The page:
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Splitting up siblings post-divorce

The court is the upper guardian of minor children in a divorce situation, and is under a duty to ensure that the best interests of the children are at all times taken into account. Often clients express the wish to me that post-divorce the one parent takes care and primary residence of one of the children post-divorce, and the other parent takes care of the other child or children.

In one of my cases there were three children; aged fourteen, nine and four. The parties signed a consent paper where the man was awarded care of the two older children, and the lady care of the youngest child. The family advocate gave their stamp of approval, and so did the court.

The court acknowledged that in this particular case, the man had a good relationship with the older two children. He was furthermore better equipped financially to support them than his wife, who earned a small salary. He had his own business working from home and his flexible working hours gave him time to drop off the children at school and collect them, and take care to their daily needs.

The family advocate in this matter also found that the lady had a better relationship with the youngest child than the older two. They were of the opinion that the youngest child would be better off living with her mother than her father, taking into account that the child was still very young, and young children need to be more with their mother than their father.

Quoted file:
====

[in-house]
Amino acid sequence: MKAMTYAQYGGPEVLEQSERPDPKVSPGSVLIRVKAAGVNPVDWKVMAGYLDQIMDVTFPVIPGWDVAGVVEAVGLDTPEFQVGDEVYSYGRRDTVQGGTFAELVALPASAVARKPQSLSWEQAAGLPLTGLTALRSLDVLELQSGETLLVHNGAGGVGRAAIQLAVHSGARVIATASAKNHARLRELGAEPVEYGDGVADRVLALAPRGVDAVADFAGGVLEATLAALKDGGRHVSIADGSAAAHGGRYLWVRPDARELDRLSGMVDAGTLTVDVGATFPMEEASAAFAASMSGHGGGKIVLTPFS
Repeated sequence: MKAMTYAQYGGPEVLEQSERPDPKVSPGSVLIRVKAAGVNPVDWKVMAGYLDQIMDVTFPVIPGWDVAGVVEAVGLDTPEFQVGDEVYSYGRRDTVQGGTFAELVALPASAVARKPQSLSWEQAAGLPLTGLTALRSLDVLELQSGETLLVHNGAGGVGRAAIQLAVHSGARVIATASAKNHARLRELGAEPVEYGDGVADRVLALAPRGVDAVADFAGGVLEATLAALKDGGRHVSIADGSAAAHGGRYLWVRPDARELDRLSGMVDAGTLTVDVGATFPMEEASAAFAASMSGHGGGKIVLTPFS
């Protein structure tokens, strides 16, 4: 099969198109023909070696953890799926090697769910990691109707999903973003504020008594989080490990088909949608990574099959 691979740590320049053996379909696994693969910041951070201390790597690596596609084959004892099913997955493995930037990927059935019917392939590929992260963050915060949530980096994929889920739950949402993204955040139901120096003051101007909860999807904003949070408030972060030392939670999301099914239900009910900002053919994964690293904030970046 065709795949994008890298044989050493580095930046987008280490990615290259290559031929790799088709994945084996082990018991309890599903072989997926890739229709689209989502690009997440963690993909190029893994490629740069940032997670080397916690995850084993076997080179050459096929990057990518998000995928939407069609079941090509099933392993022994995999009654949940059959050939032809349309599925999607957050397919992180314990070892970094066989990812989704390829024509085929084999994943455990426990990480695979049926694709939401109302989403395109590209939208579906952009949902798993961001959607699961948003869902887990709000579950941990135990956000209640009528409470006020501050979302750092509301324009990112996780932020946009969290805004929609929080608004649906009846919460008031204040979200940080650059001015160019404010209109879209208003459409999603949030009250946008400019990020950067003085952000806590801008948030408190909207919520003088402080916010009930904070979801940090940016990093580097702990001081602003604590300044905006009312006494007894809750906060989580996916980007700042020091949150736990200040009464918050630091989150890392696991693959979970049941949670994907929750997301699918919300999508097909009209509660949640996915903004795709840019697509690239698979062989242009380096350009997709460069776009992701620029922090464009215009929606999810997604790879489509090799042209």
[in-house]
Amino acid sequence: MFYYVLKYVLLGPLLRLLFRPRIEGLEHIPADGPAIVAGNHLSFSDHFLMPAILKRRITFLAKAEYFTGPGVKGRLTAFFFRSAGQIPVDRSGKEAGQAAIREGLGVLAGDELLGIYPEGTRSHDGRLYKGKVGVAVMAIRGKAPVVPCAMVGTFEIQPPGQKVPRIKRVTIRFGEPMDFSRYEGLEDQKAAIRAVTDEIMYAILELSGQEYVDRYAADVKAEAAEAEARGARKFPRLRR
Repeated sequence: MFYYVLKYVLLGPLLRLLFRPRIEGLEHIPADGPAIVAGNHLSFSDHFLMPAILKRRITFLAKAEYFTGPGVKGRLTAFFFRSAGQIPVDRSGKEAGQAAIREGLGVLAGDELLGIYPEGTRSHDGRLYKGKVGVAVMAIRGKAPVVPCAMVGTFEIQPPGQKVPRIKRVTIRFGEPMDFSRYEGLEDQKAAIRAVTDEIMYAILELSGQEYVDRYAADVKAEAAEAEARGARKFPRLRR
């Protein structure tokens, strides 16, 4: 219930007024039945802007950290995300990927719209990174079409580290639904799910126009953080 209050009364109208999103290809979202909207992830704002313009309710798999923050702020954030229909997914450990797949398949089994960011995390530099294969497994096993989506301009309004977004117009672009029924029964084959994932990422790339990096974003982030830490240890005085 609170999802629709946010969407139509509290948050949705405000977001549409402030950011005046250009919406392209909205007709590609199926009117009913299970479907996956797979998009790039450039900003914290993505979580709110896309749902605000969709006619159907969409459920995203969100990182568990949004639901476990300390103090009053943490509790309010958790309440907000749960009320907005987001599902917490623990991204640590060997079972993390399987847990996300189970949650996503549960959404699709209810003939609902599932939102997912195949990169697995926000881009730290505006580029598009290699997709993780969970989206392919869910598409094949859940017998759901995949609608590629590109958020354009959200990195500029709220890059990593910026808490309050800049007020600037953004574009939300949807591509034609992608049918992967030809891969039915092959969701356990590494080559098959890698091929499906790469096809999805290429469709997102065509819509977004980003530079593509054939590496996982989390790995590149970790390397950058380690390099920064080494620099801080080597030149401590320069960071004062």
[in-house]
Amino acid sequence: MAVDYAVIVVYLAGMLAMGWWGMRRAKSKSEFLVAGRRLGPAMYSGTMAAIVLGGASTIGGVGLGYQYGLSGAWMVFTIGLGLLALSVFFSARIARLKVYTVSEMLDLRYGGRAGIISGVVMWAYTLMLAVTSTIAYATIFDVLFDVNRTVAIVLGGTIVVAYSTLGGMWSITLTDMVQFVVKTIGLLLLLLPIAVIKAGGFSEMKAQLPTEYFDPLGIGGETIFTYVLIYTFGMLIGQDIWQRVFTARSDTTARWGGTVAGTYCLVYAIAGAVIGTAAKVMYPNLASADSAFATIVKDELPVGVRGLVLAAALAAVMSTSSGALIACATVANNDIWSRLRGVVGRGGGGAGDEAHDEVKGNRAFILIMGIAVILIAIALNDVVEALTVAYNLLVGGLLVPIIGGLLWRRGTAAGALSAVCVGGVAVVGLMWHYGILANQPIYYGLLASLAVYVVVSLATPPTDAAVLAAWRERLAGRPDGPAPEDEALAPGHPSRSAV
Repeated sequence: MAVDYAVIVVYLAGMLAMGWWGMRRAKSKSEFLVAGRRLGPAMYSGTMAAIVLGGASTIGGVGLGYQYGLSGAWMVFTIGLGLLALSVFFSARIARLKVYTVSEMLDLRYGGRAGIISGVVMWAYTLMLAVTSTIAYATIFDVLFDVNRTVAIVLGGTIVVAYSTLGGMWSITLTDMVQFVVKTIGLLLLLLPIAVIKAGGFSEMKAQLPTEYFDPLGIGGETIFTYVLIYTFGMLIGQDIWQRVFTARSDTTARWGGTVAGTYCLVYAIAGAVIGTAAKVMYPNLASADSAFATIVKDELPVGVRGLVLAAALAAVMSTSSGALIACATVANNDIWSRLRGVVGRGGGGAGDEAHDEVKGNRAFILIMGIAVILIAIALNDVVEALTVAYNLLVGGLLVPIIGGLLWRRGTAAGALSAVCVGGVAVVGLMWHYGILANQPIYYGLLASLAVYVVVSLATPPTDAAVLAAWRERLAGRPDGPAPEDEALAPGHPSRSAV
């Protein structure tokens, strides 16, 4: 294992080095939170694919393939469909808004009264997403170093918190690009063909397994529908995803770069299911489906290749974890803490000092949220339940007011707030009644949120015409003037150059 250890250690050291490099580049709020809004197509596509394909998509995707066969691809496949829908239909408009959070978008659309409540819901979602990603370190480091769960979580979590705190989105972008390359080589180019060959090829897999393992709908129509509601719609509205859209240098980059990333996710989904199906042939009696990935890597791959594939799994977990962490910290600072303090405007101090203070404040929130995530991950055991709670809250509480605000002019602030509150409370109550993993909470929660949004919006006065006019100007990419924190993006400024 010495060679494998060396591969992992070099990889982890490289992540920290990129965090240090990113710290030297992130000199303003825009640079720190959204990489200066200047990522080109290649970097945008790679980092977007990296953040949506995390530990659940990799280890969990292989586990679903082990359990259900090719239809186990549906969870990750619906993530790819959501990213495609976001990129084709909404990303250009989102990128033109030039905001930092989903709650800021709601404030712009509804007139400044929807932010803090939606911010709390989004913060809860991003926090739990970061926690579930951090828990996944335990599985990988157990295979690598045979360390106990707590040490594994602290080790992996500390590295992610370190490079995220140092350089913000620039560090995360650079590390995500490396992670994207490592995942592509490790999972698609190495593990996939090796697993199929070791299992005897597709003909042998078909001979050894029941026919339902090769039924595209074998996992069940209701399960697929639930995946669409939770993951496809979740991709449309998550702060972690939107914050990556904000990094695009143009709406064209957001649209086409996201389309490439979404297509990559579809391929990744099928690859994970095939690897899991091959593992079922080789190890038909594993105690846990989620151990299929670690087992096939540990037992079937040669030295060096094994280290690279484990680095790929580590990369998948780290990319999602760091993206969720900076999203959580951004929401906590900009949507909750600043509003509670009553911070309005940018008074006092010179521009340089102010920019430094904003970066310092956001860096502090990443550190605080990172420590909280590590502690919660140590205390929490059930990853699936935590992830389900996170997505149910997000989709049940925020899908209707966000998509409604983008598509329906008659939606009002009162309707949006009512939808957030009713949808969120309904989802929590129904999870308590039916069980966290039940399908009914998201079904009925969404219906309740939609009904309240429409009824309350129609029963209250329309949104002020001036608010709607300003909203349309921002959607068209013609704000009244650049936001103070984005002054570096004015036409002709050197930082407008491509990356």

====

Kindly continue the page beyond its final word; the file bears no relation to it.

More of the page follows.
In another matter of mine there were twin boys aged 11. It was an acrimonious divorce. The man had moved out of the matrimonial home and was living with his new girlfriend. At first, as per my instructions, my client's wife had refused him contact to the children at all.

After a few months of being separated, the parties agreed that the one boy reside with his mother and the other with his father. The one boy had a better bond with his father and the other with his mother. The boy living with his mother apparently looked like her and got on better with her. The boys had different personalities.

On going to court, the court did not accept that this arrangement was in the best interests of the two children, and the court requested a family advocate investigation. This was the correct decision.
The family advocate investigation found that it was not in the best interests of the children to be split up in this case. Even though the boys had different personalities, they still had a good bond and should not be split up. The man was awarded primary care, with the lady's contact every second weekend to the boys.

Another factor in determining that the boys live with their father primarily, was that he had moved on in his life and had a healthy relationship with another lady. His wife was still single and as per my instructions suffered with her temper and ability to control the children.

On my client's version, on one occasion when his wife was looking after both boys she had demanded that my client collect one of the boys after he had slammed a door. This was after that boy had been in her care for only a few hours after it had been agreed that he spend the whole weekend at her residence. The court found this to be unacceptable.

Each case is different and only in exceptional circumstances should the children be allowed to be spilt up post-divorce. Children have the right to live and grow up with their siblings post-divorce. Even if their parents don't want to them to live together, this does not mean that they should be deprived of the opportunity to live and grow up with their sibling(s).

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